Scottish mountains in lockdown: Phase 1 advice from MRTs
Since the Scottish Government announced Scotland’s four phases for coming out of lockdown during the coronavirus pandemic, there have been plenty of discussions on-line about what this means for walkers, mountain bikers and climbers etc. Does phase 1’s “you can drive around five miles to go for a hike” mean we are allowed into the hills and mountains again?
Throughout lockdown, the Mountain Rescue Teams and Scottish mountaineering groups have urged people not to access the larger hills and mountains. There have been valid reasons for this and the majority of outdoors people appear to have respected the request.
The newly reducing lockdown restrictions revealed by the Scottish Government have prompted Scottish Mountain Rescue to re-evaluate their guidelines. This is what they look like.
As a basic overview, it means that for some people, who live close enough, the mountains are open again, while for others, we must still wait.
Phase 1 statement from Scottish Mountain Rescue
We would like to start by thanking you all for your continued support and keeping us quiet since March. We have been as eager as everyone else to see what was included in the Scottish Government route map. Below is a Q&A on where things now stand.
Can I visit the Scottish Mountains again at Phase 1? (Currently due to begin on May 28.)
If you are lucky enough to meet the Scottish Government travel guidelines for Phase 1 (permitted to travel short distances for outdoor leisure and exercise but advice to stay within a short distance of your local community – broadly within 5 miles), then yes, welcome back!
Nicola Sturgeon says the government is asking people to “stay fairly local”. Five miles is not going to be a strict limit, she says, but is intended to provide a guide.
“What we don’t want is for people to congregate in tourist hot-spots,” says the First Minister.
Please so travel by walking or cycling where possible.
When will people from further afield be allowed to visit the hills?
We don’t know, that is down to the Scottish Government travel guidelines but we really hope it won’t be long. We will continue to work with other national organisations to ensure we can see you in the hills just as soon as it is safe to do so.
Are we back to normal when we visit the hills?
No! We need to work together and remember what we are trying to achieve to make this work – and particularly at this stage, when so many still can’t access the hills. If you do live near enough, remember how lucky you are.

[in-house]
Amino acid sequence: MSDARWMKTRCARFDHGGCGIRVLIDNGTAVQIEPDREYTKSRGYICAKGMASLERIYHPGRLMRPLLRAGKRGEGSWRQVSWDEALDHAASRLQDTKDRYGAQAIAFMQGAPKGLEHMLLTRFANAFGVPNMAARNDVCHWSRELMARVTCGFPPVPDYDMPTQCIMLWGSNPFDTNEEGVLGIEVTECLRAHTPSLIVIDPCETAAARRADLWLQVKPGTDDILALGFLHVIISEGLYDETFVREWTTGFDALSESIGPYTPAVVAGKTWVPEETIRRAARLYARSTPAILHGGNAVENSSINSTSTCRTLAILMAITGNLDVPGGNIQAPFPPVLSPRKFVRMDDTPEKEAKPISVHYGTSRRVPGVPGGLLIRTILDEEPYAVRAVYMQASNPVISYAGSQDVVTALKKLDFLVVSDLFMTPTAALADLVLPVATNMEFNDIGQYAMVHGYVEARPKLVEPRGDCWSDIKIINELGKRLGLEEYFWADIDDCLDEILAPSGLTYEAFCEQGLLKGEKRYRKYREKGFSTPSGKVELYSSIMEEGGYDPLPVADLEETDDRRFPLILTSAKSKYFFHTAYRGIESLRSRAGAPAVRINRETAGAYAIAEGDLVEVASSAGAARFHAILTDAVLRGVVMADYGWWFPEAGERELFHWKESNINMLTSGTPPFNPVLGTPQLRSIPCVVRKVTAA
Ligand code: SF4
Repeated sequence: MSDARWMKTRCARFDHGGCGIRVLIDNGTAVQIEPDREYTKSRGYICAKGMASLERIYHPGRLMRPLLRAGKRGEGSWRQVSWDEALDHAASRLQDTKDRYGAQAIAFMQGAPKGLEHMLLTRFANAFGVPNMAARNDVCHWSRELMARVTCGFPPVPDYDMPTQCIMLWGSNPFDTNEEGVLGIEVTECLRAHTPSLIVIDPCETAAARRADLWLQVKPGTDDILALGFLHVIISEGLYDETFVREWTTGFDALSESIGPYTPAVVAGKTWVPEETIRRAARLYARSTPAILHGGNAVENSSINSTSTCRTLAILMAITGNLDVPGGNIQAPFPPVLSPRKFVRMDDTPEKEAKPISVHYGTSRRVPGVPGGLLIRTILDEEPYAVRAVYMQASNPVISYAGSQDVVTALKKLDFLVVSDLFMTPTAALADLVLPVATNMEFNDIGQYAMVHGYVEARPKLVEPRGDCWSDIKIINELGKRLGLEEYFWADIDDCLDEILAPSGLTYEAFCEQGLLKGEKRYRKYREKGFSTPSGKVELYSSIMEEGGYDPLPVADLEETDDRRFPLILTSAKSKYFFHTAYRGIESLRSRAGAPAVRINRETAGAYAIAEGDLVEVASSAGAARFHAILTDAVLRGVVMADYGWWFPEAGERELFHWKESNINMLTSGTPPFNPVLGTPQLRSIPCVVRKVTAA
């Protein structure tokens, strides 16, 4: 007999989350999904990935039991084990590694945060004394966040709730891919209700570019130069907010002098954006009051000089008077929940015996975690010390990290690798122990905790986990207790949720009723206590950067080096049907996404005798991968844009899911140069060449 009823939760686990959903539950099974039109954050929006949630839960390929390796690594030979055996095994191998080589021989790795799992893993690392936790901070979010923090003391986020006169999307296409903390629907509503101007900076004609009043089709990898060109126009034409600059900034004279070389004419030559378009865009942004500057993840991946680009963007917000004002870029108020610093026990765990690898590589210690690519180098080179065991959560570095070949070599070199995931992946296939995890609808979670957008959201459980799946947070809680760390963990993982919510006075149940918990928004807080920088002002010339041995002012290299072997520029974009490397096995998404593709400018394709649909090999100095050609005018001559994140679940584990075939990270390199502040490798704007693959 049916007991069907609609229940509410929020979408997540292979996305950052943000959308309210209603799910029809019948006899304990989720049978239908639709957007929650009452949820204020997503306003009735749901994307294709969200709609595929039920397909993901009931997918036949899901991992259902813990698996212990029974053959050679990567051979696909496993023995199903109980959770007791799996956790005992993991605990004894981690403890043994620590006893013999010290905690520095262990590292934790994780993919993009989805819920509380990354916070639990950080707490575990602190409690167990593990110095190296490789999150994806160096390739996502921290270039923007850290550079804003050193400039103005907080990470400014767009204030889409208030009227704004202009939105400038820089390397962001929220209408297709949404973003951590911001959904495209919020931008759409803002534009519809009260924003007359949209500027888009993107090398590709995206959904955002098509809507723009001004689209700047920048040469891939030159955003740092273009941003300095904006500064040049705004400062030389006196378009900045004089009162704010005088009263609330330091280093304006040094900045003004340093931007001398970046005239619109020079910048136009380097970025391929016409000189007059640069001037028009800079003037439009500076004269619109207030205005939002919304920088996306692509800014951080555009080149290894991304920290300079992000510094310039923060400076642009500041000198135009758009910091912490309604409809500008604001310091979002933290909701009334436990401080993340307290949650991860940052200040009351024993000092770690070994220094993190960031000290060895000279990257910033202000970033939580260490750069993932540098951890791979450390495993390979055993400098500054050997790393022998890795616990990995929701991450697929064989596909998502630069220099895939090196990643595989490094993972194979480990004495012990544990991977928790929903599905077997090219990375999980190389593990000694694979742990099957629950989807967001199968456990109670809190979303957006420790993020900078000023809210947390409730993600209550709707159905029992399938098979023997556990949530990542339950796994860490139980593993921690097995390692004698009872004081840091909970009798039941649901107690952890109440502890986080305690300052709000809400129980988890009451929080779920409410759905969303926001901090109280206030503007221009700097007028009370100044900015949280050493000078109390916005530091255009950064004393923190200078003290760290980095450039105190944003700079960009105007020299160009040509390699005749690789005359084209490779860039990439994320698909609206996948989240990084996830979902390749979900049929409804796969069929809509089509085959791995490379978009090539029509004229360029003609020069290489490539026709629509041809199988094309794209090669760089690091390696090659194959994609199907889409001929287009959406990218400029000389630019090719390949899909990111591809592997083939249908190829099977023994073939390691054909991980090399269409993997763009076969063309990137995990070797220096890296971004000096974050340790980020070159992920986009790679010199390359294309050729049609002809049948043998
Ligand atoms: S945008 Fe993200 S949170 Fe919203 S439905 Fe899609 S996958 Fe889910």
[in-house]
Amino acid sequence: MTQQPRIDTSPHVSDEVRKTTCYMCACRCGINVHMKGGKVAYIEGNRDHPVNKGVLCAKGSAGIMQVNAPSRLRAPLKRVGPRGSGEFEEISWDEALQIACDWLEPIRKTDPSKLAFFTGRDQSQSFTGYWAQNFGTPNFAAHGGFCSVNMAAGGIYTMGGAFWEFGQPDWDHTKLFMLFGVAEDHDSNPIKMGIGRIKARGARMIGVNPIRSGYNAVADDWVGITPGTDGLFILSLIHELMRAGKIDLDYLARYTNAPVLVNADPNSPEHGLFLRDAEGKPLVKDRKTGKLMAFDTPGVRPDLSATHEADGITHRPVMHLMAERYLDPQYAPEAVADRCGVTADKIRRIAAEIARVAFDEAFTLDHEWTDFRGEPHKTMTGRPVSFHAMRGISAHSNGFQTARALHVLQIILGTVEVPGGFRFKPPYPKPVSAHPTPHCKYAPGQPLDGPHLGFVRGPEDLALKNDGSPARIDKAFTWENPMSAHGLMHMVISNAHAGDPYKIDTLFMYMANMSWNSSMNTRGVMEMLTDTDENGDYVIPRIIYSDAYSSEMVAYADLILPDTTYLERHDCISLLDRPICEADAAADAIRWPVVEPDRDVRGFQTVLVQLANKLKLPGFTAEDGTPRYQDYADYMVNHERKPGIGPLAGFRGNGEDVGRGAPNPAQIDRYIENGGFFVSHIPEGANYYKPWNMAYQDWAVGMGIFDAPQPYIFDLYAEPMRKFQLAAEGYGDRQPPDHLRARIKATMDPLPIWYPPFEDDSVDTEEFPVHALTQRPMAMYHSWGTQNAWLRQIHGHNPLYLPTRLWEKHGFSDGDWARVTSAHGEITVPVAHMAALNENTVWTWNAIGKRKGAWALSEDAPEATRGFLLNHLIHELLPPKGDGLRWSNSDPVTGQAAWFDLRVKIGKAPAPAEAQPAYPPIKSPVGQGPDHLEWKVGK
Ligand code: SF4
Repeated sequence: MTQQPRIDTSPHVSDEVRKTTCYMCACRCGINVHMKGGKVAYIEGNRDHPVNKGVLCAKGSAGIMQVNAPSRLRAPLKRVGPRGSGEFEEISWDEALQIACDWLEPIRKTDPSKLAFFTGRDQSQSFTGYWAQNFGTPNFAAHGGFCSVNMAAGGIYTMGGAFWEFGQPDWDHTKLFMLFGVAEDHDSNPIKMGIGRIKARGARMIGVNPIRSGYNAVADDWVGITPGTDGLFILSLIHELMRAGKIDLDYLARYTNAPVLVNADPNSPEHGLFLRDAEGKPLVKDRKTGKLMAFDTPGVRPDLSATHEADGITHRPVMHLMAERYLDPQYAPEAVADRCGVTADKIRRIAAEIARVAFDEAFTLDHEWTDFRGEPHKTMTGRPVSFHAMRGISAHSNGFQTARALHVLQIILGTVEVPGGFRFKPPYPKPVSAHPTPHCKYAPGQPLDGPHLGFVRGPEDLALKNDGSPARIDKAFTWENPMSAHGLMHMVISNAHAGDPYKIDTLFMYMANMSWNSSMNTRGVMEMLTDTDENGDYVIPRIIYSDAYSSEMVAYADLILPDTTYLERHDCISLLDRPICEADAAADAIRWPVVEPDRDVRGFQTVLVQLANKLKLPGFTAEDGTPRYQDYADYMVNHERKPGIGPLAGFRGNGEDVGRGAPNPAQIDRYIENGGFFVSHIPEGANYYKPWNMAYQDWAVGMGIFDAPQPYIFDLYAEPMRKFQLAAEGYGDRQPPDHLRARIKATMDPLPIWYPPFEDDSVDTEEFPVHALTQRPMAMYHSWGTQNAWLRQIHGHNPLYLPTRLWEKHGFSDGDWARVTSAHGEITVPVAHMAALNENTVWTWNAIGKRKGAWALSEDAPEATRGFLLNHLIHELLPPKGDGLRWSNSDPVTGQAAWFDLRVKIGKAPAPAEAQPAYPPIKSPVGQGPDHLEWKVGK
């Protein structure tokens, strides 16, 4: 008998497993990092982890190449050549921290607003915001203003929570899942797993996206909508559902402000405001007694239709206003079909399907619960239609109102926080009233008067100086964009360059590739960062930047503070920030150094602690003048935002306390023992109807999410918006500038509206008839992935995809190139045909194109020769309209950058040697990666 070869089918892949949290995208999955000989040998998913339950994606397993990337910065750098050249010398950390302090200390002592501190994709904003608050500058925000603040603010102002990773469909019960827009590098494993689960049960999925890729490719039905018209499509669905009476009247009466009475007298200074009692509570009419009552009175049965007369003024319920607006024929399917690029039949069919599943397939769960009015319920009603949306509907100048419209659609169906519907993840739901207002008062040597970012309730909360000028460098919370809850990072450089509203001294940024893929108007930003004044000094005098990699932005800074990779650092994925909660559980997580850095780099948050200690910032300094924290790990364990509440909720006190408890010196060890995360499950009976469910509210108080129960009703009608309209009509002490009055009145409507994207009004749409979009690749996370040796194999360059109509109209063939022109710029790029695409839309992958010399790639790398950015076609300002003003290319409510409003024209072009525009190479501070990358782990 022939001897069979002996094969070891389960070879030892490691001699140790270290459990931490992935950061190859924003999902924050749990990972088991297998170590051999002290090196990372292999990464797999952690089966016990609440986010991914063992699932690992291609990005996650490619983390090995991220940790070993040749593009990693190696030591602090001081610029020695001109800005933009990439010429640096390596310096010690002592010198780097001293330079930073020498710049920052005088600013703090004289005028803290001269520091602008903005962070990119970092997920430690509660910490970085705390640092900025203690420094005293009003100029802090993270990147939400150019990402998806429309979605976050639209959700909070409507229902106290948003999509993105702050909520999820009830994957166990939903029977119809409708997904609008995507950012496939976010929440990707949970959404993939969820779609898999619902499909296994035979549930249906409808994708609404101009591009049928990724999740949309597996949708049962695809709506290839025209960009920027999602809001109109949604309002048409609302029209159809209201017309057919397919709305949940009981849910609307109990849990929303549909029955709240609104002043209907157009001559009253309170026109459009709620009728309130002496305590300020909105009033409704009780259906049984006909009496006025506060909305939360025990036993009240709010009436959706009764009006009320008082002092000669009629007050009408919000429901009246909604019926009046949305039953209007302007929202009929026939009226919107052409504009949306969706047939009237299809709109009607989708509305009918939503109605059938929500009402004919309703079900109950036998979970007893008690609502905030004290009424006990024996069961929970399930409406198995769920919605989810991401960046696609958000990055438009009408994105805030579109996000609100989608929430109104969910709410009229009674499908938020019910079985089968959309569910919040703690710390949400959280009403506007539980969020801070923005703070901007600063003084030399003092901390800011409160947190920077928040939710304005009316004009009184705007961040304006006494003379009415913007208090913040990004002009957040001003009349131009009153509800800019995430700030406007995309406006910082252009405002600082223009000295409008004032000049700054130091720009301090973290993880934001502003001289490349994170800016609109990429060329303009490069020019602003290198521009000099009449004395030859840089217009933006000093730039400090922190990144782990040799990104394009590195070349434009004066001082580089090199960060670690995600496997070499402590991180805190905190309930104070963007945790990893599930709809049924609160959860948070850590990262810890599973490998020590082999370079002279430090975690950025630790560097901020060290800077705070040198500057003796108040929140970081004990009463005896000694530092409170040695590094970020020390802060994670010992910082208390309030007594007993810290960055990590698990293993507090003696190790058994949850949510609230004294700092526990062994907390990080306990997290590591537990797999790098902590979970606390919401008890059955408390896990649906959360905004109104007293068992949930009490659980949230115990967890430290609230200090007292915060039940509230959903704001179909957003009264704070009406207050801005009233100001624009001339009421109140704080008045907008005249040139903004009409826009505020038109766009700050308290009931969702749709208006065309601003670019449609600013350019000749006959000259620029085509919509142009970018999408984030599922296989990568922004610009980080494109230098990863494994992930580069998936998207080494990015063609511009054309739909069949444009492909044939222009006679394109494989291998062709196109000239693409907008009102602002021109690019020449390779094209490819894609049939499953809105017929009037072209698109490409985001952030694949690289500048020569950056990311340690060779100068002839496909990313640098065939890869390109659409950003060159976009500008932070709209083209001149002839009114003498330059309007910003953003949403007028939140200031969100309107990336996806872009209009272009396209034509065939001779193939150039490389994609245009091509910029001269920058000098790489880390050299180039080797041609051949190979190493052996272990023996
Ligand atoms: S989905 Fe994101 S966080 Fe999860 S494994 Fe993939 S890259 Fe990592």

Are SMR teams responding to callouts?
Yes. A lot of work has gone into new procedures to try to make callouts as safe as possible for our team members and casualties. We also now have an adequate stock of basic PPE for a few rescues for each team.
Though, to be honest, we are slightly nervous, particularly if we get a sudden rush of rescues at any point. In that case, we may then struggle to cope.
Should I feel guilty if I need to call MR?
No, accidents happen. We would be concerned if you didn’t call us. We are here to help, not judge. Remember, in an outdoor emergency to dial 999, ask for Police, then Mountain Rescue.
Are rescues the same as before?
No, they will be much slower, with fewer people, more walking and carrying for us and, on some occasions, we may decide that we can help by phone only.
What can I do to help make it work?
Self reliance. Plan your day carefully, stick to the type of days that you know you have done safely for several years already. Be sensitive to any local community you are visiting because they are also worried.
What activities can I undertake in the hills?
“Non contact outdoor activities,” has been stated by the government and hiking is specifically mentioned as an example. We understand “contact” to refer to physical contact with other people.
Do I need to take any extra equipment?
You may well have to wait for longer than we would normally like for a rescue, so a group shelter or survival bag, extra warm clothing and food are a good idea. Assume you will be out overnight if that helps to plan, although we hope it won’t be the case.
Also as an added suggestion, take a small hand sanitiser, face covering such as a buff and thin rubber gloves.
How else can I help?
If you are reading this we suspect you will be pretty well prepared already. But we are concerned that there is a group of people, who don’t usually go to the hills, who are keen to come and experience the benefits of hill walking, so please share this to anyone you know of and direct them to Mountaineering Scotland website for guidance.
Numerous outdoor sports bodies are all working hard to produce more detailed guidance and we will share that as we get it.
Key points of Scottish Mountain Rescue guidelines: Phase 1
- Yes the hills and mountains are open but only if you can reach then within five miles of your home.
- Walk or cycle to reach the mountains, where possible.
- Choose routes that you know well – and that do not require you to make difficult decisions.
- Remember to pack extra kit in case of an accident because rescue teams may take longer than normal to reach you.
- Mountain rescue teams are now better prepared for rescuing people but they are still nervous due to continued risk of Covid-19.
- Anyone who does not live close to the mountains needs to continue to be patient. The hills and mountains will be open to everyone as soon as it is deemed safe to do so.